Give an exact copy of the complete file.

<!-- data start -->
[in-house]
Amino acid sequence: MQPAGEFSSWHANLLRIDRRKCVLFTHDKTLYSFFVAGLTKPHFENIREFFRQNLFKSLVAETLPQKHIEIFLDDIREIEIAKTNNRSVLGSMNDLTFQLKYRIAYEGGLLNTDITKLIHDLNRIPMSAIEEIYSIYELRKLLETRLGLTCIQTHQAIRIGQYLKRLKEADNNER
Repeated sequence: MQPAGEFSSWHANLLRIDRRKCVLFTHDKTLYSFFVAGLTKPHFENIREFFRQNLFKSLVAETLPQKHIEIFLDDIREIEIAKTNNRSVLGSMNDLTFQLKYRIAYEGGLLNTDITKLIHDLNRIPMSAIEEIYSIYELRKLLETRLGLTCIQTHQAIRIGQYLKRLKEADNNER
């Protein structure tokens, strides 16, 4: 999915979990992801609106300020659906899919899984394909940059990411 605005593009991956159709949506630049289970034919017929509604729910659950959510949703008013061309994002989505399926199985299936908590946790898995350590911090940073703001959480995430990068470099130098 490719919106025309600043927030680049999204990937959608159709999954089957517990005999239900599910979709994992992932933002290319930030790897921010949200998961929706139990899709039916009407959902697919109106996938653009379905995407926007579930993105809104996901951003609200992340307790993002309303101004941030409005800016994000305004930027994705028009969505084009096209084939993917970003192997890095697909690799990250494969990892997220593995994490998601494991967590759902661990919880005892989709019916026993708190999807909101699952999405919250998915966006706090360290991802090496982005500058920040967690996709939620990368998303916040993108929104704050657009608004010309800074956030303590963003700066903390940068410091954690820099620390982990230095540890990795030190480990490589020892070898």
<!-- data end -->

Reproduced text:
[in-house]
Amino acid sequence: MQPAGEFSSWHANLLRIDRRKCVLFTHDKTLYSFFVAGLTKPHFENIREFFRQNLFKSLVAETLPQKHIEIFLDDIREIEIAKTNNRSVLGSMNDLTFQLKYRIAYEGGLLNTDITKLIHDLNRIPMSAIEEIYSIYELRKLLETRLGLTCIQTHQAIRIGQYLKRLKEADNNER
Repeated sequence: MQPAGEFSSWHANLLRIDRRKCVLFTHDKTLYSFFVAGLTKPHFENIREFFRQNLFKSLVAETLPQKHIEIFLDDIREIEIAKTNNRSVLGSMNDLTFQLKYRIAYEGGLLNTDITKLIHDLNRIPMSAIEEIYSIYELRKLLETRLGLTCIQTHQAIRIGQYLKRLKEADNNER
């Protein structure tokens, strides 16, 4: 999915979990992801609106300020659906899919899984394909940059990411 605005593009991956159709949506630049289970034919017929509604729910659950959510949703008013061309994002989505399926199985299936908590946790898995350590911090940073703001959480995430990068470099130098 490719919106025309600043927030680049999204990937959608159709999954089957517990005999239900599910979709994992992932933002290319930030790897921010949200998961929706139990899709039916009407959902697919109106996938653009379905995407926007579930993105809104996901951003609200992340307790993002309303101004941030409005800016994000305004930027994705028009969505084009096209084939993917970003192997890095697909690799990250494969990892997220593995994490998601494991967590759902661990919880005892989709019916026993708190999807909101699952999405919250998915966006706090360290991802090496982005500058920040967690996709939620990368998303916040993108929104704050657009608004010309800074956030303590963003700066903390940068410091954690820099620390982990230095540890990795030190480990490589020892070898």